First, at time t0, when only the first switch element S1 is closed in a state where the second to fourth switch elements S2, S3, and S4 are open, the plasma display is switched via the inductor 11 from the capacitor 10 charged to the voltage Vss. A charging current i L flows through the capacitance component 12 between the X and Y electrodes of the panel. At this time, the inductor 11 and the capacitance component 12 form an LC series resonance circuit, and the panel voltage Vp starts rising toward the first level V1.

Looking at the operation at this time in more detail, first, the current i L flowing through the inductor 11 gradually increases, and energy is stored in the inductor 11. At time t1 the panel voltage Vp reaches the voltage Vss, the current i L flowing through the inductor 11 reaches its maximum value i L1, the energy E L, which is stored in the inductor 11 becomes a maximum value 1/2 × L × i L1 2 . After that, the energy stored in the inductor 11 is released to the capacitance component 12 serving as the panel capacitance, so that the current i L flowing through the inductor 11 gradually decreases.

State (2) -A. (FIG. 14) (time t2 to t3)
At a time point before the panel voltage Vp reaches the first level V1, that is, at a time t2 when the panel voltage Vp reaches the second level V2 (<Vf), the third switch element S3 (clamp switch) will be described later. Closed by a three-switch control signal. At this time, the first switch element S1 is still closed. At the time point t2 when the third switch element S3 is closed, the current i L flowing through the inductor 11 has not yet become zero and is flowing. Assuming that the current at this moment is a value i L2 , 1/2 × L × i L2 2 energy is still stored in the inductor 11, and the stored energy is released to the capacitance component 12 until it is finished. Current continues to flow through the inductor. At the same time, since the third switch element S3 is closed, current is supplied also through the third switch element S3. That is, the charging current is supplied to the panel capacitor 12 from the first current supply line L1 having a relatively high output impedance and the second current supply line L2 having a relatively low output impedance. In other words, as shown in FIG. 14, in the period of the state (2) -A, current is supplied in parallel from two paths, that is, a path passing through the inductor 11 and a path passing through the switch element S3. The generation of this state is a characteristic part of the present embodiment, whereby the power recovery rate can be increased as compared with the conventional configuration in which the current is not supplied from the inductor and the current is supplied from the external power supply. I can do it. In addition, even if gas discharge occurs while the voltage Vp rises from the level V2 to the level V1, the output impedance on the circuit side is in a low output impedance state, so that the discharge characteristics are not adversely affected.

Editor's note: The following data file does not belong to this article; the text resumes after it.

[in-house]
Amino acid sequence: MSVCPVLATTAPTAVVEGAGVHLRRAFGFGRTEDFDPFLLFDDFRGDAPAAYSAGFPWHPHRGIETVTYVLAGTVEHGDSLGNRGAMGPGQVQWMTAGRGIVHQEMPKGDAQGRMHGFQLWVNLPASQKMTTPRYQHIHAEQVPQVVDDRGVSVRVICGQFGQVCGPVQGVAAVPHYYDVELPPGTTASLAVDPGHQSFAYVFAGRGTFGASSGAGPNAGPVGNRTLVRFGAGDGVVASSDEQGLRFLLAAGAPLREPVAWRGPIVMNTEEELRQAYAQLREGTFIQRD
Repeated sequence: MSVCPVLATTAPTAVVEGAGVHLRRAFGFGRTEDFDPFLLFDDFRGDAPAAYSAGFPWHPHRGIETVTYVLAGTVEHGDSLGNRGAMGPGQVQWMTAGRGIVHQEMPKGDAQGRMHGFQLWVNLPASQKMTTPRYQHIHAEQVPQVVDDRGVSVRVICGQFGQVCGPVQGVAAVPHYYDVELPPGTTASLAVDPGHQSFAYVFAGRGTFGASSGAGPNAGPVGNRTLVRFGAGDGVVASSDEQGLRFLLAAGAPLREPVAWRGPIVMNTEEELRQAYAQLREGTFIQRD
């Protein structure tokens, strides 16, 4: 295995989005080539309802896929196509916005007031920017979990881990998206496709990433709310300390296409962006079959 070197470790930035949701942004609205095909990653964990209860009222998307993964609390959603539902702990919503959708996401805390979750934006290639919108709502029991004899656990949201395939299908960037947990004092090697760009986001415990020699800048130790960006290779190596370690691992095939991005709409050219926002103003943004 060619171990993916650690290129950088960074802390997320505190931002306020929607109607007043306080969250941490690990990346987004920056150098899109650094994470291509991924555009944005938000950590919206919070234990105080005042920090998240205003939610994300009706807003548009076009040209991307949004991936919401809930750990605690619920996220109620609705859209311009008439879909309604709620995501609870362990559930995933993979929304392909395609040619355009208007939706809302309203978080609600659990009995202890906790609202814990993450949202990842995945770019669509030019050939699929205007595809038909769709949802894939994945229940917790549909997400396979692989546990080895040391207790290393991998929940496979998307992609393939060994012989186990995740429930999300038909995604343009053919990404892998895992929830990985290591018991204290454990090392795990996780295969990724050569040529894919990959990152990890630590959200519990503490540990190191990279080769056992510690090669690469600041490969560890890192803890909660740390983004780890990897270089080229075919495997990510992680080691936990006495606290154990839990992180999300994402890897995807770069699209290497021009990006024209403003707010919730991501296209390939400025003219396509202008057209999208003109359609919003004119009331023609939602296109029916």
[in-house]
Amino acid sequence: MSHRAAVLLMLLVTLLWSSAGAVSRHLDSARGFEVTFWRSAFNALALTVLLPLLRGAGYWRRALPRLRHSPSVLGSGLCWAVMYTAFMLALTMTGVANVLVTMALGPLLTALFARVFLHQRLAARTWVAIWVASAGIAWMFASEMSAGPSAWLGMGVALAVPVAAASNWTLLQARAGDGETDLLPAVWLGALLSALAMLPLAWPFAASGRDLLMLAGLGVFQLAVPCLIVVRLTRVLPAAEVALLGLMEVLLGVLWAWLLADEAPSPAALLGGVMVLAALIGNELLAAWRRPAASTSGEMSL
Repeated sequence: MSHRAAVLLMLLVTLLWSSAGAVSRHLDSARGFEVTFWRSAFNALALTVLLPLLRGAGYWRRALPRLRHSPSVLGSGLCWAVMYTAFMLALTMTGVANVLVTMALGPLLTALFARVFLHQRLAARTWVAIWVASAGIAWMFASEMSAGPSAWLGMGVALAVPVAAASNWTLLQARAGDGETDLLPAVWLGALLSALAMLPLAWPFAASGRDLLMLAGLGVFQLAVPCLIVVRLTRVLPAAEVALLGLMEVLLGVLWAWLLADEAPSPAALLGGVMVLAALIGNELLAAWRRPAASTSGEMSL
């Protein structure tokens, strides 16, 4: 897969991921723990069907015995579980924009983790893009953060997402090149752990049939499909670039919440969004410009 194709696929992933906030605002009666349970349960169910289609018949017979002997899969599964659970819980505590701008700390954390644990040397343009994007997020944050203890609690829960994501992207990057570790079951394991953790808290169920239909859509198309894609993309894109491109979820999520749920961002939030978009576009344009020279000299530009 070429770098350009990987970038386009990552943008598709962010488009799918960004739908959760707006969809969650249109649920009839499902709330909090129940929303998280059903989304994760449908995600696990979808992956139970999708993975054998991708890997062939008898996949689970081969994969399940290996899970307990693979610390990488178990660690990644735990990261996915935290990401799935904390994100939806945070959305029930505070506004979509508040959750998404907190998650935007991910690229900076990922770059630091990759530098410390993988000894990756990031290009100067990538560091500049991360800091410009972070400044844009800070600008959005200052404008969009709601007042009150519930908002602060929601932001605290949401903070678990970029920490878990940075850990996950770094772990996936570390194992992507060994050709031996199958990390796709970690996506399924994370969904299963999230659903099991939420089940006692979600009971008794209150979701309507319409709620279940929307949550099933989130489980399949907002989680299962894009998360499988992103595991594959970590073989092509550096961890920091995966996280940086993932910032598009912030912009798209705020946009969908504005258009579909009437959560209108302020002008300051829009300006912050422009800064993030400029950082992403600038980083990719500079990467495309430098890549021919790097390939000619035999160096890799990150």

State (2) -B. (FIG. 15) (from time t3)
After time t3 when all the energy stored in the inductor 11 is released to become 0 and the panel voltage Vp becomes the first level V1, a current is supplied only through the third switch element S3, and the panel voltage Vp becomes the power supply voltage. It is held at Vcc. Since the current flowing from the power supply side to the capacitor 10 via the first switch element S1 is blocked by the diode connected in series with the first switch element S1, the first switch element S1 is in the state (2 It may be opened at any time during the period of-)-B.

  As described above, since the second level V2 is a relatively low voltage, the gas discharge has not yet started in the period (t0 to t2) of (1), and the gas discharge current is in the state (2) -A (t2). To t3) or state (2) -B (t3 to). In the periods of the states (2) -A and (2) -B, the third clamp switch S3 is already closed, and the output impedance of the current flowing into the capacitance component 12 can be sufficiently reduced. Therefore, the panel voltage Vp does not decrease even if the gas discharge current suddenly flows, or even if it does occur, the decrease can be suppressed to a very small value. The discharge characteristics of the display panel are not adversely affected.